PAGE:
A lot of Lakers fans like to remind Mike Brown he doesn’t have a ring — except that he does. He was an assistant on the Spurs when they picked up their 2005 ring.
Brown comes out of the Gregg Popovich coaching tree in the NBA. And before his Lakers team takes on the Spurs Wednesday (without Kobe Bryant) he said he and Popovich still keep in touch, reports the Orange County Register.
“Times get tough at certain times for me,” Brown said. “He’s probably the guy that I reach out to more than anybody else, and he knows me well enough to where if I haven’t reached out to him, I’ll see I got a phone call from him or a text from him. He’s been great for me — and not just for me, but for my entire family.”
“He still helps me out,” Brown said. “He’s just a real human being. He knows people very well, and that’s probably his strongest strength. He’s a terrific, terrific people manager. He helps me in a lot of ways, not only on the floor but off the floor in my personal life.”
They are different in coaching style — for example Popovich rested his big three where Brown had Kobe and Pau Gasol playing the second and third most minutes in the league, at least up to Kobe’s injury. Part of that is depth on the roster — Popovich has it and trusts it, Brown’s bench is a disaster and that is more about roster construction by the franchise than him — but part of it is a willingness to lose now if it helps later.
Brown is still the student, still with lessons to learn from the master. But we all need friends and advisors, and if you’re going to have one as an NBA coach not many better than the guy in San Antonio.
Carmelo Anthony can flat-out score the rock — that has never been the question. Even hurting last season for many of the 40 games he played, he averaged 24.2 points a game, had a true shooting percentage of 53.1 percent (right near the league average) while having the entire weight of the Knicks offense on his shoulders (32.2 usage rate, fifth highest in the NBA). When people (or players) talk about him being overrated, the discussion turns to defense or if he makes his teammates better. But there should be no doubt Anthony is an elite scorer.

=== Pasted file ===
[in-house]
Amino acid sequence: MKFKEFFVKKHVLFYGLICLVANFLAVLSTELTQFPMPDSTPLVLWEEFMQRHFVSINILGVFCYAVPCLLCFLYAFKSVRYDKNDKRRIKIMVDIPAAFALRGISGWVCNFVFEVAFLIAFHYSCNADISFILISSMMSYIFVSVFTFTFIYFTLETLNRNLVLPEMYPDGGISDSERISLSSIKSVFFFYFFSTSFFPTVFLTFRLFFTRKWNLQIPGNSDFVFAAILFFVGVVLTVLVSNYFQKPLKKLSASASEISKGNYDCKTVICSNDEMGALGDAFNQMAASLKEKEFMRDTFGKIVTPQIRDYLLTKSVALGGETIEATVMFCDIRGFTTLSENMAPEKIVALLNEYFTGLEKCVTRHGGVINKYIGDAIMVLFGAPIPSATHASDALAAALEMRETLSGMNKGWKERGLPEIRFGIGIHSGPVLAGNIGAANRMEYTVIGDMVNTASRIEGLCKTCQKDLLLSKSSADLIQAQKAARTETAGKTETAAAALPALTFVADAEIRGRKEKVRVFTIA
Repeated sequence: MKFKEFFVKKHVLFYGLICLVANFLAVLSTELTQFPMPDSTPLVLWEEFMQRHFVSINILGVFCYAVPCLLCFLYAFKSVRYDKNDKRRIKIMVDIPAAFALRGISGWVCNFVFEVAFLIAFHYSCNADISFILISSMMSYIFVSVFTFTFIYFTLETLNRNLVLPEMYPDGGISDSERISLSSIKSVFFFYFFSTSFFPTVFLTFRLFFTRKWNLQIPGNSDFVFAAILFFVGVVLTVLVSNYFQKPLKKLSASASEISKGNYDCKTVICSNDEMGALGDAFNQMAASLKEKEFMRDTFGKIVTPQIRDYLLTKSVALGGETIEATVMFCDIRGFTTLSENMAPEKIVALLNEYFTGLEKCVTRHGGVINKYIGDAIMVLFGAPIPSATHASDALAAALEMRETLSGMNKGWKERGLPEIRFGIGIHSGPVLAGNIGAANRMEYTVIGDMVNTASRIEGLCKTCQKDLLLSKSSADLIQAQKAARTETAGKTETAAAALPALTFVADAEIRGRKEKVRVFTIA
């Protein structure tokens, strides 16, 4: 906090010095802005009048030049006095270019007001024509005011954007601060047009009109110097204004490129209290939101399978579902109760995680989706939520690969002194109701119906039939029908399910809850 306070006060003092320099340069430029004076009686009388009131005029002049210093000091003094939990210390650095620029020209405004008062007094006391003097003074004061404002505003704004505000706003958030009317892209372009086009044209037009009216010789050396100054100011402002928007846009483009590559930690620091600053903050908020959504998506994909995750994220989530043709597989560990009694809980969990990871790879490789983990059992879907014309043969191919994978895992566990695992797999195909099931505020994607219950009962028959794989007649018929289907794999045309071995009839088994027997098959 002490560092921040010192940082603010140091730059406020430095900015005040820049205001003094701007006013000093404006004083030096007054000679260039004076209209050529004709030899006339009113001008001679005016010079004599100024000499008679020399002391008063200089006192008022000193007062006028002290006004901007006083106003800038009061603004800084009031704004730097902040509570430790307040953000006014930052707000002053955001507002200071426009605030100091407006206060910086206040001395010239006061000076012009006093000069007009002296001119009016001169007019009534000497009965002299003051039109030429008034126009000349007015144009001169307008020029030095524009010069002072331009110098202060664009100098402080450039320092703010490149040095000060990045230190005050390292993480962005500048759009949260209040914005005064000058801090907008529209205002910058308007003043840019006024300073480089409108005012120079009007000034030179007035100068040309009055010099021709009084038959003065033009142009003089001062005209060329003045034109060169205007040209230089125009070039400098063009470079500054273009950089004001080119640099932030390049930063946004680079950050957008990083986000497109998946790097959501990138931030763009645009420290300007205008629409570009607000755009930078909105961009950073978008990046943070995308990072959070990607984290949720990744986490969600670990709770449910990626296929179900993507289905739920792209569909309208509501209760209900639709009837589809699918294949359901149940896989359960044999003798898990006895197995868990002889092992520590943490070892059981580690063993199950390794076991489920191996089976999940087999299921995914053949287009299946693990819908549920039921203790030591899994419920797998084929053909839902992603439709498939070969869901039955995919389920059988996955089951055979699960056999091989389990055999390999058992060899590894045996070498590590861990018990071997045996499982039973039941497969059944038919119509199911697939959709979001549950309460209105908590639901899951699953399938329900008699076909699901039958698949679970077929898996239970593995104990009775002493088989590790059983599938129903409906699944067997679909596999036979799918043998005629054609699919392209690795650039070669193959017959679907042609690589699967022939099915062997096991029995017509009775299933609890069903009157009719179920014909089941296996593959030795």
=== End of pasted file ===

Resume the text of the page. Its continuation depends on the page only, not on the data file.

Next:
He thinks he will be for a while longer — like another five years. Via Ian Begley of ESPN:
In fact, the 31-year-old Knicks star is confident that he can play at a high level for the next “four or five years.”
“Without a doubt. Without a doubt,” Anthony said after the Knicks’ final training camp practice on Saturday.
The Knicks better hope that’s true, they already made that bet with that massive five-year contract they gave him last summer.
Anthony’s age combined with him coming off knee surgery have a lot of people — myself included — expecting him to take a step back. Not a big one, but he is coming up at the point in his career where some open shots he used to get are now contested because he’s half-a-step slower, and some of those looks don’t fall as often. His jumper isn’t suddenly going to look like Rajon Rondo‘s, ‘Melo is going to get his points, but he may not be as efficient.
Fortunately, the Knicks have an improved supporting cast around him this season. That should take some offensive load off his shoulders, and maybe the Knicks offense will see better ball movement and start to resemble the triangle. If it’s just more isolation Anthony, it’s not going to be pretty.
SACRAMENTO, Calif. (AP) The Sacramento have picked up the 2016-17 option on guard Ben McLemore‘s contract.
General manager Vlade Divac announced the move Saturday.
McLemore was Sacramento’s first-round pick in 2013. He averaged 12.1 points, 2.9 rebounds and 1.7 assists last season.